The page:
Incoming Freshmen Night gives younger students a glimpse into their future


A freshman during homecoming week holding a banner.

Every year, FHC loses a class of seniors only to be replaced by an incoming batch of freshmen. Counselor Jodi Arsulowicz always finds this time of year so exciting because of how energized the next class of freshmen is when they enter the building and how that can affect their transition from middle school to high school. 

“Whenever we embark on something new, even though high school is a continuation of schooling, it’s still different from middle school,” Arsulowicz said. “It’s a different building [and] a different space. Most of the time, when there’s a change, we like to have a sense of what that change might entail.”

This time of year isn’t only exciting because of what’s yet to come but also because it’s during the season known as scheduling. Each year on Incoming Freshmen Night, the counselors prepare a presentation for the students about what courses they can take next year, what electives they can choose from, and what courses they are required to take. Then, the principal will usually talk about what it means to be a Ranger and the eighth-graders, along with their parents, will disperse and discover the school. 

The event always takes place in the evening for about 60 to 90 minutes and really gives a chance not only for students to learn more about what their first year of high school might look like, but also see what clubs they want to join or even what sports they want to take part in. 

“We’re excited to have freshmen and excited to help you figure out what high school is going to mean, ” Arsulowicz said. “The administration really wants students to feel welcome and understand that we’re excited to have [them] and [understand] that high school is a really big deal.” 

But when it comes to choosing courses, especially for the first year of high school, sometimes it can be difficult to decide because not only can it mean that you will be separated from your friends, but according to principal Steve Passinault, it’s sometimes hard to decide who to listen to when you have so many varying opinions being thrown at you. 

“A coach might tell me one thing, or a class advisor might tell me one thing, or a teacher might tell me one thing that’s from the adult perspective,” Passinault said. “[But] students are going to tell you the real story.” 

Following Freshmen Night, FHC will also have Connect Day, which happens during school, usually when seniors are not in the building. Eighth graders will come up to the high school during the day and will be assigned to some juniors who will give them a tour around the school and even get the chance to eat in the school cafeteria.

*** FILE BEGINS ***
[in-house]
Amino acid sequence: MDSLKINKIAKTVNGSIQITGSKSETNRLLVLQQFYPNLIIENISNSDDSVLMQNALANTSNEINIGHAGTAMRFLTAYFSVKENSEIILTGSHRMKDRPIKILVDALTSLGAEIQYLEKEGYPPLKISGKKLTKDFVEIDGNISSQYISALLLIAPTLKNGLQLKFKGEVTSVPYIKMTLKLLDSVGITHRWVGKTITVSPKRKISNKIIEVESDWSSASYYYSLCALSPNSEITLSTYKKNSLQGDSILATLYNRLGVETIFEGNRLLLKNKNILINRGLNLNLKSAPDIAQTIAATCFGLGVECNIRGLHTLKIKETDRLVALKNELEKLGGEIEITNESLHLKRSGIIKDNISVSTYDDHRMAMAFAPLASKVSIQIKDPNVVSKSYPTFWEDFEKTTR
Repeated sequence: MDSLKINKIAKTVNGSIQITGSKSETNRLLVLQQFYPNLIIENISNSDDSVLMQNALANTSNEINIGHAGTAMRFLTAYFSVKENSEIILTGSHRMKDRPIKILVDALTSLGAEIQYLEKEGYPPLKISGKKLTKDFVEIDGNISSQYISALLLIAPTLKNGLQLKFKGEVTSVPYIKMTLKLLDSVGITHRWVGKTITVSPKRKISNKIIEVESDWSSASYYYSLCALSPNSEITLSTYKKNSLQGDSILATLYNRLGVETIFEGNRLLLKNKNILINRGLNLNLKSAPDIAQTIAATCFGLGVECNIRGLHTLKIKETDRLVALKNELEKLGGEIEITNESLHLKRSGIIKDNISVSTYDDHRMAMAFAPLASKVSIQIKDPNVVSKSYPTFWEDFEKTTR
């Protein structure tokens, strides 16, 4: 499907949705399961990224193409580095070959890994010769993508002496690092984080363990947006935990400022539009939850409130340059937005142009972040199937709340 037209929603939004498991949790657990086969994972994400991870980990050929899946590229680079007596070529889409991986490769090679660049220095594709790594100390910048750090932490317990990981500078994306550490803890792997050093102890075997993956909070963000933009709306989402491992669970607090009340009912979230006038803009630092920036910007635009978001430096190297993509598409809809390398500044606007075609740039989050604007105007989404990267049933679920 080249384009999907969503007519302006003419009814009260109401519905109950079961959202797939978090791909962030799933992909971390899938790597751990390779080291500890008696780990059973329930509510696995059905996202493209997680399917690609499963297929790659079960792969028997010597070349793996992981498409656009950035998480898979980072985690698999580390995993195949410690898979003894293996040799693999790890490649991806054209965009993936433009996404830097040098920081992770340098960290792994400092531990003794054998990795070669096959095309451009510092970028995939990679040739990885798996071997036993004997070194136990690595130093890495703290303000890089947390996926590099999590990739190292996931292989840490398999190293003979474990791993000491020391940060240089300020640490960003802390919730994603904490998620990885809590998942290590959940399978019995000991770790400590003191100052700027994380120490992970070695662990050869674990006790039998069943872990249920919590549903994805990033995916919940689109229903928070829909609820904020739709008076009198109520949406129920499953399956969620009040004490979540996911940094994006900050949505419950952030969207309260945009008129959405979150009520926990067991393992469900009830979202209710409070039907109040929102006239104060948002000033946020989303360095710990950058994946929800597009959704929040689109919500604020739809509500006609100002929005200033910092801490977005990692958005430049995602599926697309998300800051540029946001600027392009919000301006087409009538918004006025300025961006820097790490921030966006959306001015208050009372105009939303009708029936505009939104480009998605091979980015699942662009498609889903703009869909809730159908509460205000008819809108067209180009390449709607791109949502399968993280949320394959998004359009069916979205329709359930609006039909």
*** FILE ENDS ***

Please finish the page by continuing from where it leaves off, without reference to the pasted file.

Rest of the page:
Connect Day really allows the students to not only get a feel of the building but also get a better understanding of what high school will look like and also meet some of the students that could potentially be in their classes next year. 

A coach might tell me one thing, or a class advisor might tell me one thing, or a teacher might tell me one thing that’s from the adult perspective, [But] students are going to tell you the real story.

— Steve Passinault

“I love the fact of having a couple [of] seniors to mentor freshmen,” Passinault said. “The following year, they can see them in the hallways and [recognize] them from Connect Day.”

Along with Connect Day and Freshmen Night, what really makes the high school introduction so exhilarating is how the eighth graders choose to view it. But for assistant principal Whitley Morse, what brings her the most joy is when she gets that chance to have those one-on-one interactions with students and really get to know them. 

“It is good to just get eyes on you all for you to see us, and us to see you, and get to know each other in a safe space,” Morse said. “Then when I have to pull a kid down to my office, it’s nice to have a little bit more [of] a foundation there.” 

In previous years, it has been difficult working around COVID-19 because it can be hard to sell yourself over the screen, which is why Freshmen Night is so important. It’s the first time that it’s happening after doing it online for two years now.  

Now that the event will be held in person, it adds to that buildup of emotions that many eighth-graders feel just upon entering the building, knowing that one day, they will be attending that school and become a part of that student body. 

“The teachers are jazzed, the kids [have] nervous, fun energy,” Morse said. “Not that the high schoolers don’t bring it, [but] it’s fun to see [the eighth-graders] in the building and [wonder] if I’ll even recognize them by next fall.”